MicrosoftMicrosoft is launching its Surface Duo dual-screen Android phone on September 10th, priced from $1,399. After months of Microsoft executives teasing the device on Twitter, the company is now allowing anyone to preorder the Surface Duo today in the US. Preorders will be available at AT&T, Microsoft’s online store, and Best Buy.

While Microsoft had revealed the design of the Surface Duo back in October, the company has kept the specs relatively secret. The device includes two separate 5.6-inch OLED displays (1800 x 1350) with a 4:3 aspect ratio that connect together to form a 8.1-inch overall workspace (2700 x 1800) with a 3:2 aspect ratio. Unlike foldables like Samsung’s Galaxy Fold, the Surface Duo is using real Gorilla Glass, and the displays are designed to work in a similar way to multiple monitors on a Windows PC.

One big question over the Surface Duo has been the camera. Microsoft is using an 11-megapixel f/2.0 camera, which will include auto modes for low light, HDR multi-frame captures, and a “super zoom” up to 7x. Both 4K and 1080p video recording will be supported at 30fps and 60fps, with electronic image stabilization. There’s only a single camera on the Surface Duo, which can be used both for video calls and as a main camera.

The basic Surface Duo hardware also consists of a Qualcomm Snapdragon 855, 6GB of RAM, and up to 256GB of storage. LTE is available on T-Mobile, AT&T, and Verizon, but there’s no 5G support at all. Microsoft is also shipping a bumper cover in the box, designed to protect the Duo.

Microsoft is also including two batteries in the Surface Duo, split beneath both displays. Overall there’s 3577mAh of capacity, which is considerably less than the 4500mAh found on Samsung’s single-screen Note 20 Ultra and even the 4380mAh on the original Galaxy Fold. Despite this, Microsoft is promising “all day battery life,” which means up to 15.5 hours of local video playback, up to 10 days of standby time, and up to 27 hours of talk time. We’ll need to fully test the device during our review, but the capacity here does leave a little cause for concern as the device is powering two screens, not one.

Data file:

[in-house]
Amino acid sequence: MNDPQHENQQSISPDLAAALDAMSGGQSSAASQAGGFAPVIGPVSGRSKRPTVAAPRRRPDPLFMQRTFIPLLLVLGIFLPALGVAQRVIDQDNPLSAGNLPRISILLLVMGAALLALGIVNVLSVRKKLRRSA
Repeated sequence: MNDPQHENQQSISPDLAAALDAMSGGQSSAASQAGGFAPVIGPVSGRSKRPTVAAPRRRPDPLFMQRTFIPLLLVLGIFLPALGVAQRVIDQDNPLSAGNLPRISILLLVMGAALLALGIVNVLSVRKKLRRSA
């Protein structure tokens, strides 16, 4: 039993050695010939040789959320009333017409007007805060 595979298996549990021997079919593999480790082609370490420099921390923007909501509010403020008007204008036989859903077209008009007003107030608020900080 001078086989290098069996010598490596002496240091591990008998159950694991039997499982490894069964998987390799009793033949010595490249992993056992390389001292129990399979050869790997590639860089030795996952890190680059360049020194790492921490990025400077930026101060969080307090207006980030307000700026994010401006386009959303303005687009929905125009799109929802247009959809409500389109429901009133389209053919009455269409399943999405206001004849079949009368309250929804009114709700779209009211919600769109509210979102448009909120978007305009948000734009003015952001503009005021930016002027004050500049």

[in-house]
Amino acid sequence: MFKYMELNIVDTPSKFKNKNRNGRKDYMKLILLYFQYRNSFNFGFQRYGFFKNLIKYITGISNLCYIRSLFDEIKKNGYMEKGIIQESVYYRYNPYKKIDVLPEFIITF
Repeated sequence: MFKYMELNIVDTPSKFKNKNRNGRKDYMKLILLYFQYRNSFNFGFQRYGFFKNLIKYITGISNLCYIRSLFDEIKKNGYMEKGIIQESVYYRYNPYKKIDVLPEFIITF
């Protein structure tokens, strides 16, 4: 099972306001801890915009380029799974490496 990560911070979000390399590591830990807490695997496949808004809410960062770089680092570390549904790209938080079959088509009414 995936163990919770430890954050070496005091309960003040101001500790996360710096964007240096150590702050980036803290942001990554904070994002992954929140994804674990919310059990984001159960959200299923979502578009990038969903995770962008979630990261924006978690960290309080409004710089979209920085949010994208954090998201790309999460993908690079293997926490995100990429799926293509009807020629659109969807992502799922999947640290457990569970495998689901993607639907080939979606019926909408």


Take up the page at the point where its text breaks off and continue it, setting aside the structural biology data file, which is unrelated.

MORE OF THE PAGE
“It’s probably one of the sexiest devices we’ve ever built,” says Windows and devices chief Panos Panay in a press briefing ahead of today’s launch. “It does things that single-screen devices can’t do, period.” Panay’s vision for the Surface Duo is to improve productivity on the go, and Microsoft has also been doing some interesting work on the software side to compliment the hardware.

Any Android app will run on the Duo without modification, thanks to the choice of two separate displays. “Any app has to run,” says Panay, and it was obviously important to support everything Android from day one. Developers can also optimize the layouts of their apps to really take advantage of the two displays and span across them. Microsoft has tweaked its own apps like the Office suite and OneDrive to span the displays, and third parties like Amazon have also done work on the Kindle app to make it feel like you’re reading a book by flicking pages across the two screens.

Microsoft is also using algorithms to predict how to open apps on different displays. “There is an algorithm in there that’s very smart and trying to be predictive,” explains Panay. “If you’re on one screen and you’re invoking a link, it will fill the other screen.”




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